Popular Free Radio

by Felix Guattari

The Evolution of the means of mass communication seems to be going in
two directions:
- toward hyper-concentrated systems controlled by the apparatus of
state, of monopolies, of big political machines with the aim of shaping
opinion and of adapting the attitudes and unconscious schemas of the
population to dominant norms,
- toward miniaturized systems that create the possibility of a
collective appropriation of the media, that provide real means of
communication, not only the "great masses", but also to minorities, to
marginalized and deviant groups of all kinds.
    On the one hand: always more centralization, conformism, oppression;
on the other, the perspective of a new space of freedom,
and the fulfillment of the singularities of desire.
    How is that a relatively old technology like radio has set the stage
of a breakthrough in this second direction -- in Italy and France --
through the phenomenon of the Free Radio stations? Why not video, which,
not long ago, raised so many expectations? Why not cable? Why not
Super-8? It would be very difficult to disentangle all the factors that
permitted Free radio to take off. Bug there are two factors that seem to
demand particular attention:
- with video and film, the technical initiative remains, essentially,
the object of big industrial enterprise;
- with Free Radio, an important part of the technology depends on the
improvisational ability of its promoters.
    For here as elsewhere, the technical choices always conceal
political and micro-political choices. For example, in the domain of
television, the technical options have all been centered on family or
individual consumption. Hence, a very narrow definition of the broadcast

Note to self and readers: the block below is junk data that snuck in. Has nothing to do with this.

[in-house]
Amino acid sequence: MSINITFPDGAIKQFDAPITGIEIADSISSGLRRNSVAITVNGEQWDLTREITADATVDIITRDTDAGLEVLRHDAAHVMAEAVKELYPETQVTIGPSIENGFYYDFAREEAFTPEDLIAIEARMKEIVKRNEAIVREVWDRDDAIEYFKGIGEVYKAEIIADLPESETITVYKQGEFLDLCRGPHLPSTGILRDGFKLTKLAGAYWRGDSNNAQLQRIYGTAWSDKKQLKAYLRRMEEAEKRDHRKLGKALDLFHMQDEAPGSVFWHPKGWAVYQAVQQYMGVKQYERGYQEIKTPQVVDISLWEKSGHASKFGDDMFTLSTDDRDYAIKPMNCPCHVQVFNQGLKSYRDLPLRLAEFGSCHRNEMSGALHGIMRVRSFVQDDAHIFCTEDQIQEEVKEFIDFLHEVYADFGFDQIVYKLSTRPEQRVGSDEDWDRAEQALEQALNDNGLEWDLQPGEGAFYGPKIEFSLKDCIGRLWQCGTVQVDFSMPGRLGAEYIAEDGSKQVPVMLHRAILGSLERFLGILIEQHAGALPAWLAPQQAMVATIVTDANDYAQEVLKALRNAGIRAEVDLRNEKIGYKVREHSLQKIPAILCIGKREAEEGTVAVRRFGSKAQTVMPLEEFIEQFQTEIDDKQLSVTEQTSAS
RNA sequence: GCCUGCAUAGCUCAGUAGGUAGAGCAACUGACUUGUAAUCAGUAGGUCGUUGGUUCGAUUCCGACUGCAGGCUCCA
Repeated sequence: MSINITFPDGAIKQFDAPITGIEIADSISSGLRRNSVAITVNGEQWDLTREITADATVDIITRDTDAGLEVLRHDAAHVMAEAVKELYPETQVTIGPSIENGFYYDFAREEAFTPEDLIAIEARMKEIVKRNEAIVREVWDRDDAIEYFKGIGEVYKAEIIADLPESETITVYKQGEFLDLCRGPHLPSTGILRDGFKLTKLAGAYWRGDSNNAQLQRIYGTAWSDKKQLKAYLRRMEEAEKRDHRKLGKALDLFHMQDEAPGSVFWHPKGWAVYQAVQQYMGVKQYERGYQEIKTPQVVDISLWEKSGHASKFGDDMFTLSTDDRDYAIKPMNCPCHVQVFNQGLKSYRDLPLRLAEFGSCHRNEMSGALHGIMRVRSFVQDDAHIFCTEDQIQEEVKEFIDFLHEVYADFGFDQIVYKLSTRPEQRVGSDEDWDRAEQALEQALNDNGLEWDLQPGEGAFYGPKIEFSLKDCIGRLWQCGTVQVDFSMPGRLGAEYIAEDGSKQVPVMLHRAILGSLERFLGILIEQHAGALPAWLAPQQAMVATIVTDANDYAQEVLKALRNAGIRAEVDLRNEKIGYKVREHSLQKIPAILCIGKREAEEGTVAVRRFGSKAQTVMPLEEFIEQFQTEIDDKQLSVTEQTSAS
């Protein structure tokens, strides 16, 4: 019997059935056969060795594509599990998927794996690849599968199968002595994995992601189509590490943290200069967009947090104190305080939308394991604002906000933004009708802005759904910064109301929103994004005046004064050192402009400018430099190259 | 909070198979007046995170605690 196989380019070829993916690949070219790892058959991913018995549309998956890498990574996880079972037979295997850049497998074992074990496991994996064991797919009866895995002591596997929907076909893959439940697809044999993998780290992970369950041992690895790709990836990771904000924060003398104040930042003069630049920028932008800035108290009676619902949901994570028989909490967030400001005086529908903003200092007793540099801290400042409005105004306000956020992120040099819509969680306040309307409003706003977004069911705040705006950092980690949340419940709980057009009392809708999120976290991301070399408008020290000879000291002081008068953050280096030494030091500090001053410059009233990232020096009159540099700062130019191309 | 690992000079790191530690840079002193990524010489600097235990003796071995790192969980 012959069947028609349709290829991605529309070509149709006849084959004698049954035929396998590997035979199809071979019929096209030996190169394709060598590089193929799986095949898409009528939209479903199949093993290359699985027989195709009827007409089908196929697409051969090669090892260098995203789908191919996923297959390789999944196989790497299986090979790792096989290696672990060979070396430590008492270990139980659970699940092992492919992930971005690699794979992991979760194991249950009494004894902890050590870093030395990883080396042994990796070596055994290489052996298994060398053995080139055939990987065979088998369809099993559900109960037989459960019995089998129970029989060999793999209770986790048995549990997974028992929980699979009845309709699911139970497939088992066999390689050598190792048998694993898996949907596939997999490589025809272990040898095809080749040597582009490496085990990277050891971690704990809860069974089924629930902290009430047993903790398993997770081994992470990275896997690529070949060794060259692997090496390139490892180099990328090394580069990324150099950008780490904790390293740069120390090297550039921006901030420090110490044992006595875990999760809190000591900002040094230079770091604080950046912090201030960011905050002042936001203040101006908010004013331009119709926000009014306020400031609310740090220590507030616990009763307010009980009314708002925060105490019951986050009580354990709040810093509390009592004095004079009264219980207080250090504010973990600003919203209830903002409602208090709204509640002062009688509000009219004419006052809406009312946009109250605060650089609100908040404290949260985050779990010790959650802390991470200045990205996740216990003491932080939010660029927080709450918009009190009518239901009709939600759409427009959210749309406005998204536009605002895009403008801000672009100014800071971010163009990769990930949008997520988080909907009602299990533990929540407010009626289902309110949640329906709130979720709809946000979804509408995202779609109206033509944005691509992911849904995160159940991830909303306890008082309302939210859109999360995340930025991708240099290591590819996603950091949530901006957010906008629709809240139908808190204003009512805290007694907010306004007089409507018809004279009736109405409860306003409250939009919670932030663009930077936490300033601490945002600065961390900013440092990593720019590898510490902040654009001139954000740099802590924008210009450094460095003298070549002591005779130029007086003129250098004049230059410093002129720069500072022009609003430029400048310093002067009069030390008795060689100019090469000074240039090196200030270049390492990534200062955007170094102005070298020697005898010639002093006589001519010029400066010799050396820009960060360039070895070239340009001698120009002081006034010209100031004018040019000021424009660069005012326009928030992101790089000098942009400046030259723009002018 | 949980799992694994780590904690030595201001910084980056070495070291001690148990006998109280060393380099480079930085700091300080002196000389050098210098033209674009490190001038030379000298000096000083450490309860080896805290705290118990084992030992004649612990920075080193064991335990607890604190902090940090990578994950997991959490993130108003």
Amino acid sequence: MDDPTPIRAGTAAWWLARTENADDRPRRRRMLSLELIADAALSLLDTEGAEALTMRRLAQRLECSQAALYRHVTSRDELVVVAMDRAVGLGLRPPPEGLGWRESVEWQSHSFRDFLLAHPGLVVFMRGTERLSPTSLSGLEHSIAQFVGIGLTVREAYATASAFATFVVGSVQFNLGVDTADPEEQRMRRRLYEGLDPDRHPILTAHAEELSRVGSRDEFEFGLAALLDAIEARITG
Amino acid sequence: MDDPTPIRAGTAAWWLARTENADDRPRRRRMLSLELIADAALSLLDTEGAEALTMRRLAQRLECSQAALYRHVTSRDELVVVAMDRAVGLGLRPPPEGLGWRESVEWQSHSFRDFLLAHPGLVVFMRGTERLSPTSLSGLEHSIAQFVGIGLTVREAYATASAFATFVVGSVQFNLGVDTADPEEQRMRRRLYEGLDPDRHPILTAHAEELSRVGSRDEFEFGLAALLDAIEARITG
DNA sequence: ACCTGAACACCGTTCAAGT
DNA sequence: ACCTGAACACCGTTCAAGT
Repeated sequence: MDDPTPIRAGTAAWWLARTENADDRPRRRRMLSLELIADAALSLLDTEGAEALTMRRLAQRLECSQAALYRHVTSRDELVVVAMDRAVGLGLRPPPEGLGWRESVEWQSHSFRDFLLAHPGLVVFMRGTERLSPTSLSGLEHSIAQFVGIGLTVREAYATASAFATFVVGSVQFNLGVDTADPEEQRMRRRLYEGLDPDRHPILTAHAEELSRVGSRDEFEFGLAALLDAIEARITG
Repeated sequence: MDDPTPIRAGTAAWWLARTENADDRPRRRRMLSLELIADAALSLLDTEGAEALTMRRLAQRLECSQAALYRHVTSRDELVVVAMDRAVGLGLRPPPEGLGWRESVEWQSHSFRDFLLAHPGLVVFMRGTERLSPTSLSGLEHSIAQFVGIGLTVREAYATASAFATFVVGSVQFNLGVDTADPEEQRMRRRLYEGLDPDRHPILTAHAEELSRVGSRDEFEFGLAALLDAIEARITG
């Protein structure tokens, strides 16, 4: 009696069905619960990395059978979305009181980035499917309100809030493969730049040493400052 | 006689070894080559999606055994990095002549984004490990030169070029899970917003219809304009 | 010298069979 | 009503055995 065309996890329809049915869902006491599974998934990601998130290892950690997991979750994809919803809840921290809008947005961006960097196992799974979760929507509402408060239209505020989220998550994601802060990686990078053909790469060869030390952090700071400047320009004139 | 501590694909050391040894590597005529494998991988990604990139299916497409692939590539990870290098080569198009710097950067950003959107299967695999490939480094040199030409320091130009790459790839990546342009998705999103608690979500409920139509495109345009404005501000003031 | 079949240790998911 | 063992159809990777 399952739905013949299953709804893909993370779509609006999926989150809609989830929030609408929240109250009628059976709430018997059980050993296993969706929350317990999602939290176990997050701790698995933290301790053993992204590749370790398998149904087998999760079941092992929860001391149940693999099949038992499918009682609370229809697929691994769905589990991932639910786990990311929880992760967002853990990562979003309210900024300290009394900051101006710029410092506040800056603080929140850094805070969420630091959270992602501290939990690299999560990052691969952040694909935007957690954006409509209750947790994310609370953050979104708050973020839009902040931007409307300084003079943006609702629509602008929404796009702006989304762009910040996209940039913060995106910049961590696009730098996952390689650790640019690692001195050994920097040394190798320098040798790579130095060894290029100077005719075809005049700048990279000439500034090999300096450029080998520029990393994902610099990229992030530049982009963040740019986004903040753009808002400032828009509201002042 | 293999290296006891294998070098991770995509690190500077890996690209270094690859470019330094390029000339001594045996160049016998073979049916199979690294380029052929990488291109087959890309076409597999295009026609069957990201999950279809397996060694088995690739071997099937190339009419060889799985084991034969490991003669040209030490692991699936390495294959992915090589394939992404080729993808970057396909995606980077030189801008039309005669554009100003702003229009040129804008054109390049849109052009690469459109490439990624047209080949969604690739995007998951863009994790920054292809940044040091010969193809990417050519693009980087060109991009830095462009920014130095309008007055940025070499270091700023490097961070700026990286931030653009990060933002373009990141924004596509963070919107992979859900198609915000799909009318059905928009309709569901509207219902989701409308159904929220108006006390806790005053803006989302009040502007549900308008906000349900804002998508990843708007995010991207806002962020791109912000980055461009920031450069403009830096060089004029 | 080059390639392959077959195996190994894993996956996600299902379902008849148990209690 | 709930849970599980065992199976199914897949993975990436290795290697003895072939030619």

framework results (the division of labor between technology, production,
and conception of programs; its perpetual reorientation toward the
as a closed vessel; the national vocation of the programs ...) which
leads ineluctably to an absolute passivity of the consumer. Yet nothing,
at the outset, imposed such a political choice on the technical level!
It was possible right away to conceive of technical equipment for the
kind of production and consumption that was adapted to "group-subjects"
and not to subjugated groups. But with capitalist and state
decision-makers lacking any interest in such an orientation, it is the
people "of means" that have triumphed. And today one has a tendency to
base the legitimacy of this choice on the nature of things, on the
"natural" evolution of the technology.
    With Free Radio, we find ourselves before the same type of
technicopolitical problem. But here, because of the confrontation with
power, it's the people "of lesser means" who assert themselves as if by
necessity. In fact, at the present stage, the only way to resist the
jamming and the searches is by multiplying the number of transmitters
and my miniaturizing the material in order to minimize the risks. (This
daily guerilla warfare the airwaves is perfectly compatible with the
kind of public airing that takes place whenever the balance of power is
poised for it: public broadcasts, national holidays, etc.)
    But the point the organizers of the popular Free Radio stations
particularly emphasize is that the totality of technical and human means
must permit the establishment of a veritable feedback system between the
listeners and the broadcast team: whether through direct intervention by
phone, through opening studio doors, through interviews or making
programs on cassettes by listeners, etc. The Italian experience, in this
regard, shows us the immense field of new possibilities that is opened
in this way; in particular, the experience of the Bologna group that
organized Radio Alice and the journal A Traverso. We realize here that
radio constitutes but one element at the heart of an entire range of
communication means, from daily, informal encounters in the Piazza
Maggiore to the newspaper -- via billboards, mural paintings, posters,
leaflets, meetings, community activities, celebrations, etc. We are far,